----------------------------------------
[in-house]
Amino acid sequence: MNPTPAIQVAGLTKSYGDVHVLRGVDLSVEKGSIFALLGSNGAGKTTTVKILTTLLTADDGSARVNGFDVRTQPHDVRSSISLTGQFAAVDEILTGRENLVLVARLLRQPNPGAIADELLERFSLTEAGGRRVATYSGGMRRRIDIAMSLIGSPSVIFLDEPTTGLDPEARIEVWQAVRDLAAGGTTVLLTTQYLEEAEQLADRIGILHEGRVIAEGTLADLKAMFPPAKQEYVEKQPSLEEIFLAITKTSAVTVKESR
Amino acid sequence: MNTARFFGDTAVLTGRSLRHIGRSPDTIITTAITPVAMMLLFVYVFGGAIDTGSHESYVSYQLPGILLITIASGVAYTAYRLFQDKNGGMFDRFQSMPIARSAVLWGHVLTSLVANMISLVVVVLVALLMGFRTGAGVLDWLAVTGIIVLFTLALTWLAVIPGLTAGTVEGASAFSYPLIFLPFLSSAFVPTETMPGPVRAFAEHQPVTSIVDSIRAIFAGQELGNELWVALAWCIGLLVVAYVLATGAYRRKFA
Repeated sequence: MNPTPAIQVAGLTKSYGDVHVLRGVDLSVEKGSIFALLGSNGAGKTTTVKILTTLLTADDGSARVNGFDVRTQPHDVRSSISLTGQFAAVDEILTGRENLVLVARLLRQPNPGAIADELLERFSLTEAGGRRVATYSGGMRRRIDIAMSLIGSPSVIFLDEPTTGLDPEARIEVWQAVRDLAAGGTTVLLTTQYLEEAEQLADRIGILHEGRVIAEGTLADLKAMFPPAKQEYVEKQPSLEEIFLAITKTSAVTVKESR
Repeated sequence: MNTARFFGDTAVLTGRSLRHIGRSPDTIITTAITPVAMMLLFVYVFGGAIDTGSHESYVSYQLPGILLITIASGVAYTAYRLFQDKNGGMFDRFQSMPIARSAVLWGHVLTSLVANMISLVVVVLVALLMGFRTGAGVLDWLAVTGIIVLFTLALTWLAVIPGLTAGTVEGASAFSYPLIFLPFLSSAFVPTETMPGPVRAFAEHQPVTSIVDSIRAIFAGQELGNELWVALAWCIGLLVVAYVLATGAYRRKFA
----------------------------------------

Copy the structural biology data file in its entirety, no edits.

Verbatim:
[in-house]
Amino acid sequence: MNPTPAIQVAGLTKSYGDVHVLRGVDLSVEKGSIFALLGSNGAGKTTTVKILTTLLTADDGSARVNGFDVRTQPHDVRSSISLTGQFAAVDEILTGRENLVLVARLLRQPNPGAIADELLERFSLTEAGGRRVATYSGGMRRRIDIAMSLIGSPSVIFLDEPTTGLDPEARIEVWQAVRDLAAGGTTVLLTTQYLEEAEQLADRIGILHEGRVIAEGTLADLKAMFPPAKQEYVEKQPSLEEIFLAITKTSAVTVKESR
Amino acid sequence: MNTARFFGDTAVLTGRSLRHIGRSPDTIITTAITPVAMMLLFVYVFGGAIDTGSHESYVSYQLPGILLITIASGVAYTAYRLFQDKNGGMFDRFQSMPIARSAVLWGHVLTSLVANMISLVVVVLVALLMGFRTGAGVLDWLAVTGIIVLFTLALTWLAVIPGLTAGTVEGASAFSYPLIFLPFLSSAFVPTETMPGPVRAFAEHQPVTSIVDSIRAIFAGQELGNELWVALAWCIGLLVVAYVLATGAYRRKFA
Repeated sequence: MNPTPAIQVAGLTKSYGDVHVLRGVDLSVEKGSIFALLGSNGAGKTTTVKILTTLLTADDGSARVNGFDVRTQPHDVRSSISLTGQFAAVDEILTGRENLVLVARLLRQPNPGAIADELLERFSLTEAGGRRVATYSGGMRRRIDIAMSLIGSPSVIFLDEPTTGLDPEARIEVWQAVRDLAAGGTTVLLTTQYLEEAEQLADRIGILHEGRVIAEGTLADLKAMFPPAKQEYVEKQPSLEEIFLAITKTSAVTVKESR
Repeated sequence: MNTARFFGDTAVLTGRSLRHIGRSPDTIITTAITPVAMMLLFVYVFGGAIDTGSHESYVSYQLPGILLITIASGVAYTAYRLFQDKNGGMFDRFQSMPIARSAVLWGHVLTSLVANMISLVVVVLVALLMGFRTGAGVLDWLAVTGIIVLFTLALTWLAVIPGLTAGTVEGASAFSYPLIFLPFLSSAFVPTETMPGPVRAFAEHQPVTSIVDSIRAIFAGQELGNELWVALAWCIGLLVVAYVLATGAYRRKFA